Platinum Member j.man's Avatar
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    What do you mean you started using one two years ago? If you've already had a company consolidate and settle your credit balances for you, then there's no changing your mind about it. You owe them now, not your former creditors. Your previous balances will be recorded as "settled" on your credit report. That means you can most likely kiss any chance of getting a new workable loan or credit card any time soon.

    If you haven't already settled, then you'll have to evaluate for yourself just how badly positioned you are financially. For the vast majority of people, it's better to tighten the belt as much as humanly possible and continue working directly with your creditors to get the balance paid more quickly. But if you're in a spot where you sincerely would be choosing between getting evicted or inevitably defaulting to the point your credit's going to get trashed anyhow, then it sadly may be an option to consider. Even then, it's better to see if you can consolidate your full debts through other means first. A debt settlement company definitely shouldn't be your first, second, or third choice. Your options will heavily depend on the state of your credit, though.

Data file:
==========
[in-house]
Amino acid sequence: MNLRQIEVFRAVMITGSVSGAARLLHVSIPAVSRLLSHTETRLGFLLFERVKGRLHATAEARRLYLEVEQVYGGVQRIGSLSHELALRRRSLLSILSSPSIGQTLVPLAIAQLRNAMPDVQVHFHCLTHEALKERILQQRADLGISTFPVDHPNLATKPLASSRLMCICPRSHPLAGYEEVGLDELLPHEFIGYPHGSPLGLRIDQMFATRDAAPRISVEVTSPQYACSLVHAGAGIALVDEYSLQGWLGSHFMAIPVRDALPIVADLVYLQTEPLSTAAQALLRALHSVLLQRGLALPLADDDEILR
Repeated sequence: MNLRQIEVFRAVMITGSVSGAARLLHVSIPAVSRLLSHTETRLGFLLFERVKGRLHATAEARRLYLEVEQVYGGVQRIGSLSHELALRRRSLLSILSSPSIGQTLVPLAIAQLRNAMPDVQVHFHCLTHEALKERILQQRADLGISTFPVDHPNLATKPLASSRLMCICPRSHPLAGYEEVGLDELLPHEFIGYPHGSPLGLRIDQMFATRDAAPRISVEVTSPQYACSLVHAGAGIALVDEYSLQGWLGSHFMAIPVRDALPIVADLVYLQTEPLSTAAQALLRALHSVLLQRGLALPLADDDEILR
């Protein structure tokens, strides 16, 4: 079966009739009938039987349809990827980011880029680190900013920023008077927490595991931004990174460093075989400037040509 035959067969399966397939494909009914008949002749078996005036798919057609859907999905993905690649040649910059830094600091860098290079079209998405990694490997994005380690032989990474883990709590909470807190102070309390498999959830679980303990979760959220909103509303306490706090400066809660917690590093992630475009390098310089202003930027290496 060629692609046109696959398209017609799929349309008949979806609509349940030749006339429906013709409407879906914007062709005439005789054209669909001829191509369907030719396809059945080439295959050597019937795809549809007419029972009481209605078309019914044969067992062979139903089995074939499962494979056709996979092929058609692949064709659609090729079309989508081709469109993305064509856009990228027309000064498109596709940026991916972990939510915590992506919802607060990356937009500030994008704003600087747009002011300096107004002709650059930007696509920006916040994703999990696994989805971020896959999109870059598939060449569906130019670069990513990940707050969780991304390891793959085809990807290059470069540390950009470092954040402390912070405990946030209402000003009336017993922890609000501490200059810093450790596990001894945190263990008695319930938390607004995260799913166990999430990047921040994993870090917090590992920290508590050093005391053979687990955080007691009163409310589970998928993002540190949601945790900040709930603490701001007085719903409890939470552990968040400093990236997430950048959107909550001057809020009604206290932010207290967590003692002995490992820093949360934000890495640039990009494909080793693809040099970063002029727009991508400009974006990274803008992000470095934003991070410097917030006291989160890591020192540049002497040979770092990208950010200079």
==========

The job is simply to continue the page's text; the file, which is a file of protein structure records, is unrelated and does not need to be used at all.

Your bank may offer some form of financial advisory services. Check with local and reputable non-profits. And be diligent about that. A lot of predatory debt relief companies will masquerade as advisers pretty much to sell you on the service. But if at all possible, you'll want to sit down with someone with whom you can properly go over your specific financial circumstances to explore how best to balance your livelihood and your credit.

  11. #10
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    Originally Posted by TeeDee
    You will be better off making a budget & doing this yourself. Learn about snowballing. It's a great way to pay stuff off but you have to go on a financial diet & stop spending. First step cut up ALL but one credit card. Seriously cut 'em up so you can't use them. Now the one you kept, wrap it in plastic wrap & stick it in a plastic bag; compress out the air. Put that in another plastic bag & fill with water. Now freeze it so it's a giant p.i.t.a. to get at. Set up a weekly cash budget for yourself & know that is all the money you get. When it's gone, you can't go out or spend. You are going to have to learn to cook; no more lunches out; no more morning coffee -- bring your own. Look for free entertainment -- the library, board games, etc. It sucks for a while but you can make it a game. Do include some money for entertainment & treats. You will fail if you go too austere.
    I disagree with freezing the credit card. I would keep one and only use it in true emergencies while an emergency fund is built. True emergencies are you are stranded with a broken down car and its physically safer to pay the tow company with the card vs advertise the cash you have (not that the driver is not safe - but if you have a dispute or a third party sees you whip out a wad of cash...( - and pay it right away before the bill comes. I agree with everything else 100%. But ask the company to lower your credit limit big time